• Document colour format: “RGB/8” or “RGB/16”.
            • Document colour profile: “Display”.
            • Export settings: Disable “Embed ICC profile”.

            Affinity Designer settings

            The preferences setting doesn’t really matter. It’s just for new document creation. The document colour profile does matter though.

            Some pundits will tell you this is a bad idea. If they do, their background is probably in print design. Don’t listen to them. This is a perfectly valid strategy, and it eliminates most of the common issues.

            However, if you’re using an sRGB display, you can also use the method below. You just won’t really be gaining anything by doing so.

            If you’re using a Display P3 or non-sRGB display

            If you own a 5K iMac, a 2016 MacBook Pro, or are using a Display P3, AdobeRGB or some other kind of wide gamut display, you need to work a little differently. The settings you need are:

            • RGB colour profile in Preferences: “sRGB IEC61966-2.1”.
            • Document colour format: “RGB/8” or “RGB/16”.
            • Document colour profile: “sRGB IEC61966-2.1”.
            • Export settings: Disable “Embed ICC profile”.

            Affinity Designer settings

            This means the document is assigned an sRGB profile, and what you see while editing will be converted from sRGB to your display’s profile. Note this may cause banding on the canvas that won’t be in the exported files.

            I hope that helps. :)

            0 points
            • Erik ShawErik Shaw, over 4 years ago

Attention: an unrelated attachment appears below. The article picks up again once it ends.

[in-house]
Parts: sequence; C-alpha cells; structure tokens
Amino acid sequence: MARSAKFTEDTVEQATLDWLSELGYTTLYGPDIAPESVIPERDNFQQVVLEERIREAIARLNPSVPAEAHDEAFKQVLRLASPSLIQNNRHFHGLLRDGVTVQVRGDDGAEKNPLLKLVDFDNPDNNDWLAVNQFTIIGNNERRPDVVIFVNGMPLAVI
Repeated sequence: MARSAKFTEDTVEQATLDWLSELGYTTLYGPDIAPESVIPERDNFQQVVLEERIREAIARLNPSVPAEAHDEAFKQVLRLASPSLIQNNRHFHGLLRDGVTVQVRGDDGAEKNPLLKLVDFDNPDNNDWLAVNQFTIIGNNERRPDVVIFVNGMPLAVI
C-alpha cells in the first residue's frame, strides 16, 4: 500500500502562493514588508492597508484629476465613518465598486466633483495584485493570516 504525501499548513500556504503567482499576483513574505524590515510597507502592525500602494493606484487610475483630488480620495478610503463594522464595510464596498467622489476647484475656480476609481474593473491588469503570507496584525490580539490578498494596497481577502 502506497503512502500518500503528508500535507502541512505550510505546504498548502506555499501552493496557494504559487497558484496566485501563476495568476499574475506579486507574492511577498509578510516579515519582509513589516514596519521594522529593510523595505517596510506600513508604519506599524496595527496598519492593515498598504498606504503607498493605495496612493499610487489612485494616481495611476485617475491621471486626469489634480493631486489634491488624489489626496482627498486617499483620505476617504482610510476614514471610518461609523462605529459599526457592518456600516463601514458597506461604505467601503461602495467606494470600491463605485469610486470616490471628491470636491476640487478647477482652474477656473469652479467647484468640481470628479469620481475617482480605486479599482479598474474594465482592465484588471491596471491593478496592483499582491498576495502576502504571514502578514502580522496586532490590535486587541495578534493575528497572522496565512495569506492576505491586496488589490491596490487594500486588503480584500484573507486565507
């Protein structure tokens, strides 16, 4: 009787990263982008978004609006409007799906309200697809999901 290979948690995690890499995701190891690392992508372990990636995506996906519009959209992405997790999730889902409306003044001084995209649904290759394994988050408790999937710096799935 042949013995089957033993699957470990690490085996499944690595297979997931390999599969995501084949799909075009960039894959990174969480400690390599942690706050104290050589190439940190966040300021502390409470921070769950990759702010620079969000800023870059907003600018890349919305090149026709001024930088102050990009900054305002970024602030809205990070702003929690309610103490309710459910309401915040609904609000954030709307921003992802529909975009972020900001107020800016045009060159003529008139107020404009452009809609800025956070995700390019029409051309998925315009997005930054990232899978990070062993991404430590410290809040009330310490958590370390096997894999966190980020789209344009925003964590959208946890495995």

Thanks so much for the overview! So, with a standard sRGB monitor, I should set the default and document RGB profile to "Display" and un-check "Embed ICC Profile"during export. Right? I ask because your screenshot has "sRGB IEC6..." as default, but as you noted, this doesn't really matter.

              Also, what about "Black Point Compensation" and "Rendering Intent"?

              0 points
              • Marc EdwardsMarc Edwards, over 4 years ago

                Thanks so much for the overview!

                Not a problem. I should write some of this stuff up as an article. :D Sorry about the error in the images. I’ve edited the post to fix that.

                So, with a standard sRGB monitor, I should set the default and document RGB profile to "Display" and un-check "Embed ICC Profile" during export. Right?

                Yep, that’s what I’d do. Embedding ICC profiles in sRGB images will just add around 3KB to each one, with no other difference for iOS apps, Android apps, and in most cases on the web. You may as well have smaller images.

                Also, what about "Black Point Compensation" and "Rendering Intent"?

                The both control various aspects of how colour profile conversion works. The default of Relative Colorimetric is a good choice. My understanding of black point compensation isn’t quite as good, but I believe it’s only used for RGB to CMYK conversions, so it shouldn’t matter either way when designing mobile apps and websites.

                0 points